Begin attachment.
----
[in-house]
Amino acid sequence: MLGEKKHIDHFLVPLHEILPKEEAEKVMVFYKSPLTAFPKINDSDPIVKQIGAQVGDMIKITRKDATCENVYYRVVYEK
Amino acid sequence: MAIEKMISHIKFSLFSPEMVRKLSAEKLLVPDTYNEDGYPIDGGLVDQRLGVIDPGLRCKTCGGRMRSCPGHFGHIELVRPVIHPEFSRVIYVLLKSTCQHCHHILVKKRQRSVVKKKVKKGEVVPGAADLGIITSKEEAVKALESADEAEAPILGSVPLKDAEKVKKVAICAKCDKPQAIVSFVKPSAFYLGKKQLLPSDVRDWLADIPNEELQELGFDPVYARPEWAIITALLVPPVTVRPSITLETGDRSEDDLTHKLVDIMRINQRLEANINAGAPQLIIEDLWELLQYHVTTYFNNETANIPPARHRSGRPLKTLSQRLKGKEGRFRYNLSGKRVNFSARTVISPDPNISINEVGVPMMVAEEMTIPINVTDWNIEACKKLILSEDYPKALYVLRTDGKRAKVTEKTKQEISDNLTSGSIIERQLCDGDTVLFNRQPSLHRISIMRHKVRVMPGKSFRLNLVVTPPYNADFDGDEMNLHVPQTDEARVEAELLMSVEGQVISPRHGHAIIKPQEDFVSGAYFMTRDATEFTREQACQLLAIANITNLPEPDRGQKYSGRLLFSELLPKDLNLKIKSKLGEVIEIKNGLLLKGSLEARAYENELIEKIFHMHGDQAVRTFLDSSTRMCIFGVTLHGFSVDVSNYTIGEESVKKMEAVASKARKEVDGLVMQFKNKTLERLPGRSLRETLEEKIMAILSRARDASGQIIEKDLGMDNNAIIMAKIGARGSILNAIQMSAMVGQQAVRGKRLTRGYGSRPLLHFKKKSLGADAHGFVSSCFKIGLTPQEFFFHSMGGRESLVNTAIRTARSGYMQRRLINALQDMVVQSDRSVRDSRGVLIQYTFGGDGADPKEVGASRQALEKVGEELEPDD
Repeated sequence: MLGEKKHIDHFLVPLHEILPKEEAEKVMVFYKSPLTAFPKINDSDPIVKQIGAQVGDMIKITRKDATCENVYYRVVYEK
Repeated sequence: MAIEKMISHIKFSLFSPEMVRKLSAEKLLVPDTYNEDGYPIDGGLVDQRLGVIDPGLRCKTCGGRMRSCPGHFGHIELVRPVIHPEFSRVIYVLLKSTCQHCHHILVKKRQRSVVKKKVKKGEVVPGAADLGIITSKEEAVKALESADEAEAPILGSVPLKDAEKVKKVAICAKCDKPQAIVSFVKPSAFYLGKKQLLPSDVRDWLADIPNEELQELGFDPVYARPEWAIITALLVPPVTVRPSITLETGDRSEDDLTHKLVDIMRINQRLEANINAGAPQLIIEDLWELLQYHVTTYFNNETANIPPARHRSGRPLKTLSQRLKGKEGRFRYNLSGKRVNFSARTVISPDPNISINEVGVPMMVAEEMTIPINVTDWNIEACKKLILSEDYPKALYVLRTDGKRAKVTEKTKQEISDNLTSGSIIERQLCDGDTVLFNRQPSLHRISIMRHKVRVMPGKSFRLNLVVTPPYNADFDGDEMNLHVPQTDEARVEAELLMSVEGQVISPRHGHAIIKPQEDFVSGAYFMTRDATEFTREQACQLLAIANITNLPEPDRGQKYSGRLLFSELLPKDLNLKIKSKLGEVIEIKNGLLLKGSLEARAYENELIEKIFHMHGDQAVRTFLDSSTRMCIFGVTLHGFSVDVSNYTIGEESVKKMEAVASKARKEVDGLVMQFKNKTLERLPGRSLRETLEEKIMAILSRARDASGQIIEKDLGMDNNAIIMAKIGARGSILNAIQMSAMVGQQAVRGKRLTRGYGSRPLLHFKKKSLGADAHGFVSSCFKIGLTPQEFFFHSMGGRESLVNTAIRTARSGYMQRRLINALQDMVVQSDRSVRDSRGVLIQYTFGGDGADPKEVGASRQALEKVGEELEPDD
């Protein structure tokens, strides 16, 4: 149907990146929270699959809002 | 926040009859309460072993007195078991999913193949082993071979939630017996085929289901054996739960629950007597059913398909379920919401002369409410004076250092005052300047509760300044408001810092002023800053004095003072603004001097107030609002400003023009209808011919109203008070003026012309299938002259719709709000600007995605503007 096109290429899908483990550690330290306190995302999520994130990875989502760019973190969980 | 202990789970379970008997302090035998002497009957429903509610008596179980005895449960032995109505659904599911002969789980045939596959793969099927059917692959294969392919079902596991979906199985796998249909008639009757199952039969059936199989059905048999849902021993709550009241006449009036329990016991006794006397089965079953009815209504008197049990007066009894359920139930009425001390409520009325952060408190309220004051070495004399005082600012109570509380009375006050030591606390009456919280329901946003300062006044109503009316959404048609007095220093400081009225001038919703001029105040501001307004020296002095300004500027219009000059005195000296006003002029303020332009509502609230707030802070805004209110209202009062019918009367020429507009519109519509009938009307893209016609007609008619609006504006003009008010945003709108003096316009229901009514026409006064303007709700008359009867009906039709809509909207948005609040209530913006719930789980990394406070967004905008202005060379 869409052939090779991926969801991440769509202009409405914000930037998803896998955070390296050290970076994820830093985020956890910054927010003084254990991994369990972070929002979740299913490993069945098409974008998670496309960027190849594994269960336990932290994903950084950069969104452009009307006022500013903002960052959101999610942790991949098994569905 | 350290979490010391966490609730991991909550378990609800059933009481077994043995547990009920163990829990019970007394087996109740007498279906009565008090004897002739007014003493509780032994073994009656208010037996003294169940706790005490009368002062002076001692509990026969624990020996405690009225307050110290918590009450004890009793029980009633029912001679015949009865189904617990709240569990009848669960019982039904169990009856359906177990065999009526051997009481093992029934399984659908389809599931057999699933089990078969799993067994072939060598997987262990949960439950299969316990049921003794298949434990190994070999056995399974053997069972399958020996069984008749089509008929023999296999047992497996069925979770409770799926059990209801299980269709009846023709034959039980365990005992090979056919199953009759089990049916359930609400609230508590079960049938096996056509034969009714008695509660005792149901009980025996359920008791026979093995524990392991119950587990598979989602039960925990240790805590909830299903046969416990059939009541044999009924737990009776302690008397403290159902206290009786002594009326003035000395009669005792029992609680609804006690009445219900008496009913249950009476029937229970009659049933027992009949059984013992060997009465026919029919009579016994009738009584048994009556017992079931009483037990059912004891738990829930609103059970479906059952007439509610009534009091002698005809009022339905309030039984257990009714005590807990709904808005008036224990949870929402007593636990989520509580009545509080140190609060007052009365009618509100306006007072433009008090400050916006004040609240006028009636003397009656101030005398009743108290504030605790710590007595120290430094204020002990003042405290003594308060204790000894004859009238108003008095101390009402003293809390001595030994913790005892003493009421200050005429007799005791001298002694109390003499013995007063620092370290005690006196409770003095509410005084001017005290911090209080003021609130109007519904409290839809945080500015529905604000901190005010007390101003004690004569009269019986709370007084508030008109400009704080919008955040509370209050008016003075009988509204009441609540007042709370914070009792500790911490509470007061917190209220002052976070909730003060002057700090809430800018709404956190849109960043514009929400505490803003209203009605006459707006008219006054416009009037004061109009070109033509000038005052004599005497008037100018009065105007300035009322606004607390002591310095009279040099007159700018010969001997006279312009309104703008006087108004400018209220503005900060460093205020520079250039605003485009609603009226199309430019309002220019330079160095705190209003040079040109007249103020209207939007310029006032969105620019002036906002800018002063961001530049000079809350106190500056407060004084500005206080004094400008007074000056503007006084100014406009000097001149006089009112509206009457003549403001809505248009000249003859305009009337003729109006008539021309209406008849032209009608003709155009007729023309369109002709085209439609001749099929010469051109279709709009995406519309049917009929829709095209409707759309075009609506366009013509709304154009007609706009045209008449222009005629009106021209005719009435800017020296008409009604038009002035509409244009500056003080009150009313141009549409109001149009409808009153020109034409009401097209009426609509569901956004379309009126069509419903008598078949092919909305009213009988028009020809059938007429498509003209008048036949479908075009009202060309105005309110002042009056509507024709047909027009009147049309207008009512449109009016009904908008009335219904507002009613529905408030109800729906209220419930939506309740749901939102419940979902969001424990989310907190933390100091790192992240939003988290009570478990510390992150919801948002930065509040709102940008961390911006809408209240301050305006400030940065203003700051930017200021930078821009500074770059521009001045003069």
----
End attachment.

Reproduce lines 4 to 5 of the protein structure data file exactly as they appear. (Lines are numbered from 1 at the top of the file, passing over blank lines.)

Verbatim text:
Repeated sequence: MLGEKKHIDHFLVPLHEILPKEEAEKVMVFYKSPLTAFPKINDSDPIVKQIGAQVGDMIKITRKDATCENVYYRVVYEK
Repeated sequence: MAIEKMISHIKFSLFSPEMVRKLSAEKLLVPDTYNEDGYPIDGGLVDQRLGVIDPGLRCKTCGGRMRSCPGHFGHIELVRPVIHPEFSRVIYVLLKSTCQHCHHILVKKRQRSVVKKKVKKGEVVPGAADLGIITSKEEAVKALESADEAEAPILGSVPLKDAEKVKKVAICAKCDKPQAIVSFVKPSAFYLGKKQLLPSDVRDWLADIPNEELQELGFDPVYARPEWAIITALLVPPVTVRPSITLETGDRSEDDLTHKLVDIMRINQRLEANINAGAPQLIIEDLWELLQYHVTTYFNNETANIPPARHRSGRPLKTLSQRLKGKEGRFRYNLSGKRVNFSARTVISPDPNISINEVGVPMMVAEEMTIPINVTDWNIEACKKLILSEDYPKALYVLRTDGKRAKVTEKTKQEISDNLTSGSIIERQLCDGDTVLFNRQPSLHRISIMRHKVRVMPGKSFRLNLVVTPPYNADFDGDEMNLHVPQTDEARVEAELLMSVEGQVISPRHGHAIIKPQEDFVSGAYFMTRDATEFTREQACQLLAIANITNLPEPDRGQKYSGRLLFSELLPKDLNLKIKSKLGEVIEIKNGLLLKGSLEARAYENELIEKIFHMHGDQAVRTFLDSSTRMCIFGVTLHGFSVDVSNYTIGEESVKKMEAVASKARKEVDGLVMQFKNKTLERLPGRSLRETLEEKIMAILSRARDASGQIIEKDLGMDNNAIIMAKIGARGSILNAIQMSAMVGQQAVRGKRLTRGYGSRPLLHFKKKSLGADAHGFVSSCFKIGLTPQEFFFHSMGGRESLVNTAIRTARSGYMQRRLINALQDMVVQSDRSVRDSRGVLIQYTFGGDGADPKEVGASRQALEKVGEELEPDD